What Takes Place at a Criminal Trial?

judge sitting behind bench

If you have been arrested and charged with a crime, the time will come when you will have to make the difficult decision of  taking a plea bargain or going to trial. Regardless of your guilt or innocence or if the evidence supports you or not, the prospect of taking your case to trial is intimidating. Your fate hangs in the hands of others based on how things go at trial. The decision to allow a judge or jury to decide your fate should only be made after consulting with your criminal defense attorney.

Therefore, it certainly helps to familiarize yourself with what takes place at a criminal trial when contemplating the resolution of your case by trial. Although every criminal trial is unique, there are some common steps that apply to any criminal trial in the State of New York.

  • Jury selection. Formally referred to as "Voir Dire", jury selection is the first step in a criminal jury trial. Members of the community are summoned by the court and required to appear on the day of trial. Both the prosecuting attorney and the defense attorney will be permitted to question prospective jurors. Jurors are then eliminated by either side using challenges for cause and peremptory challenges. When all peremptory challenges have been exhausted and no more challenges for cause exist, the remaining individuals become the final jury.
  • Opening statements. The prosecutor is required to present an opening statement to the jury outlining how the State intends to prove the charges against the defendant at trial. The prosecutor will review the evidence to be presented and the witnesses and experts that may appear. When the prosecutor is finished, the  defense attorney may also make an opening statement. Under the law, there is no obligation to do so. The burden of proof is entirely on the State/prosecutor. The defense does not have to do a thing. However, often, the defense attorney will make an opening statement contesting and challenging the evidence that the prosecutor intends to offer and sometimes offers an alternative version of the facts as a defense.
  • Prosecution presents their case in chief. The prosecutor always has the burden of proof. The prosecutor must prove the accused guilty beyond a reasonable doubt. In all cases, since the burden is on the prosecutor and the defense has no obligation to do anything, the prosecution always goes first. The prosecution will present evidence in many different forms including testimony from witnesses, photos, videos, medical records, tape recordings, and other tangible items. Witnesses will be called to testify, known as "direct examination", and evidence will be admitted. The defense attorney may cross-examine all of the state's witnesses.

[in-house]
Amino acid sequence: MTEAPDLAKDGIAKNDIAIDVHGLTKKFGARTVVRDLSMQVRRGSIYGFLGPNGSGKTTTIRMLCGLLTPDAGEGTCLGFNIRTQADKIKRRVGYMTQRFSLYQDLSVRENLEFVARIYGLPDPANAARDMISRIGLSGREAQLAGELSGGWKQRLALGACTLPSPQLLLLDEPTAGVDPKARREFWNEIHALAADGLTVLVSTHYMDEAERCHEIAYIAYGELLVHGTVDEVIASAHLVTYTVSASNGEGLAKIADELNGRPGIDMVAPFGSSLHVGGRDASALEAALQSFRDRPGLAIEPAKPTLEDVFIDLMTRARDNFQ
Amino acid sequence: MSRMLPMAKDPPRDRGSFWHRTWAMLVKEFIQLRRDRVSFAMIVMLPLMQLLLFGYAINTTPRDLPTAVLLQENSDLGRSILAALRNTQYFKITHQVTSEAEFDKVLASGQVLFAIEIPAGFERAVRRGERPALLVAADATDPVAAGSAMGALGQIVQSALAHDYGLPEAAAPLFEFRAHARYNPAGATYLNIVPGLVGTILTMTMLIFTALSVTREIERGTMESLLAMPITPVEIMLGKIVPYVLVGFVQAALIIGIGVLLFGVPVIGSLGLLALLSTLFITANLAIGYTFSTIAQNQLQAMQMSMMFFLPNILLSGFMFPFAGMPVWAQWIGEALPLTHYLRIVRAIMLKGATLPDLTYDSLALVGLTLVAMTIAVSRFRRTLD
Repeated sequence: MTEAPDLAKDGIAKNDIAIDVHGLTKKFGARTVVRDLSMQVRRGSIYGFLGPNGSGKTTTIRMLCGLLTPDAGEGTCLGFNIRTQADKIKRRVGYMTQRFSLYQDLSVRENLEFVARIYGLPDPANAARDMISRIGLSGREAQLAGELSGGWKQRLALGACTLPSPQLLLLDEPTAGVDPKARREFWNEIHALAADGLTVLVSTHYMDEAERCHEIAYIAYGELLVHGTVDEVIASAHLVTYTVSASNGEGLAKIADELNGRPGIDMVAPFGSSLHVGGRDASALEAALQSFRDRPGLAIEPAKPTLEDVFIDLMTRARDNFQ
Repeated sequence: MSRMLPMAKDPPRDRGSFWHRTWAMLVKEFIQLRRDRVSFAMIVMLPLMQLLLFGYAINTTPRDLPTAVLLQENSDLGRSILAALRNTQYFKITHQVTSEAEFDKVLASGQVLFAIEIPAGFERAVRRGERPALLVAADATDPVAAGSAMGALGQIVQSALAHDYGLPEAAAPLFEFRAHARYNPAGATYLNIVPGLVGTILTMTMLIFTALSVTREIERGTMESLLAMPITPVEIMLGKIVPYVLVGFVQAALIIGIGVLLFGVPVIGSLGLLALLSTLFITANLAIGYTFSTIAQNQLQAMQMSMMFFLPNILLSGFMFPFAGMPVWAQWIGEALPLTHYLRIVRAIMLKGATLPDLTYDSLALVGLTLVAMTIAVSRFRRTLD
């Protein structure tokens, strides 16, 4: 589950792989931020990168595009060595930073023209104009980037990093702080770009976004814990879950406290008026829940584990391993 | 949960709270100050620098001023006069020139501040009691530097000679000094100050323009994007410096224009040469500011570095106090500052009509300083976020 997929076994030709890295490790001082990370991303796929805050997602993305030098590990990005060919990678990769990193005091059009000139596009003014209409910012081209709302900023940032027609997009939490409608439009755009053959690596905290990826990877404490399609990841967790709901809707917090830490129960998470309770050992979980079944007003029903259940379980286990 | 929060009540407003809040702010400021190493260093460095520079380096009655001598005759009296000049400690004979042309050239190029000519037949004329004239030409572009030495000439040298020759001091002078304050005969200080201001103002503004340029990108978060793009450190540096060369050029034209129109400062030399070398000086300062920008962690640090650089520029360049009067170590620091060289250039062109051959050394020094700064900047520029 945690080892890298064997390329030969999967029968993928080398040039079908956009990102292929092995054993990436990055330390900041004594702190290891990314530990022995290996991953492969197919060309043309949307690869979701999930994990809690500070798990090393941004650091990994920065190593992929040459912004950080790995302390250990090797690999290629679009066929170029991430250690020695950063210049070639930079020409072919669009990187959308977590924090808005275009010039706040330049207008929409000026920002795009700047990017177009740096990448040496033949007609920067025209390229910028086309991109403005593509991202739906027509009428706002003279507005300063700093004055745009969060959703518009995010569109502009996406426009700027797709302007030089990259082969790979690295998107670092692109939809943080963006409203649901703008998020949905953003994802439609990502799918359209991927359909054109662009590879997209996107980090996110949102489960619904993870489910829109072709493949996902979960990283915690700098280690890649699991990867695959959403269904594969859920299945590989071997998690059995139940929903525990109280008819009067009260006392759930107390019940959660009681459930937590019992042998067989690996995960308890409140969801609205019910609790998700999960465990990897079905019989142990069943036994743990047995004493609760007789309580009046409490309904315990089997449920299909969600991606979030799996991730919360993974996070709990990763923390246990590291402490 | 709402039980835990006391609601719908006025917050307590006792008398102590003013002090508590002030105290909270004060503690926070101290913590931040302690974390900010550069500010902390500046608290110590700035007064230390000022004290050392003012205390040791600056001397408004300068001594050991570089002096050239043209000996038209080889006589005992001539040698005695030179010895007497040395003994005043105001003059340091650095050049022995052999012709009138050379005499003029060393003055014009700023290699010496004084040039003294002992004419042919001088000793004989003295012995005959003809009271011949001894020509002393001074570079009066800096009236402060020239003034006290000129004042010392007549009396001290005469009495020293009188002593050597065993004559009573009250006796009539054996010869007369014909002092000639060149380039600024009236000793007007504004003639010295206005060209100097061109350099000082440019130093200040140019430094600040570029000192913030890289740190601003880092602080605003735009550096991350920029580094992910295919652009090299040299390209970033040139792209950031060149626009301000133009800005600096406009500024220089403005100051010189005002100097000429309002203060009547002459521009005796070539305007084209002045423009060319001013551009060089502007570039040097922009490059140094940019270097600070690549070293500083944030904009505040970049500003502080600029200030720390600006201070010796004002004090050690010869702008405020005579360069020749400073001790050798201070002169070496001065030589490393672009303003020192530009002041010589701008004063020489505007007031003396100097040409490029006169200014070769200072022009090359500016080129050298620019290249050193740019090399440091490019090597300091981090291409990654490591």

• Defense. When the State rests its case, the defense has the option to present evidence. Again, because the State has the burden of proof, the defense is not required to present anything. Whether or not the defense presents evidence and calls witnesses, particularly the defendant, is a matter of strategy.
  • Closing statements. After both sides have presented their cases, the attorneys will give a closing statement. This is essentially a summary of the case as presented to the jury by each side.
  • Jury Instructions. The judge will read a set of jury instructions to the jury specific to the case, the New York laws that apply and need to be followed, and review with the jury any evidence that was stricken or limited and remind them not to consider it in whole or part as a result of trial rulings.
  • Jury deliberation. The jury is escorted out of the courtroom for deliberations. A foreperson is chosen by the jurors and deliberation of the case begins. The jury verdict must be unanimous. Therefore, deliberations continue until all jurors agree on the verdict.
  • Verdict. Once a unanimous verdict of "guilty" or "not guilty" has been reached the jurors will return to the courtroom to announce the verdict. If, after a reasonable amount of time, the jurors cannot agree on a verdict, the result is a "hung" jury. In that case, it is as though the trial never occurred and the prosecution must decide whether to start over and re-try the case or not.
  • Sentencing. If the defendant is found guilty the judge may proceed straight to sentencing or may set a sentencing date in the near future depending on the nature of the charges.

The trial process is obviously very involved. It can also take a very long time from the date of the arrest until a trial starts and completes. It is important to understand the process and have an experienced attorney represent you and protect all of your rights and interests. If you have specific questions about the criminal trial process, contact an experienced New York criminal defense attorney right away. If you have been charged with a crime in New York and are trying to figure out what to do, contact an experienced New York criminal defense attorney as soon as possible.

Please check our representative case page and testimonials & referrals page to see specific information regarding past cases and what our clients and other attorneys have to say about our legal services. Please feel free to contact The Law Offices of Adam Thompson, P.C. for more information about our experience in any sex crimes charges anytime at 855-497-2326.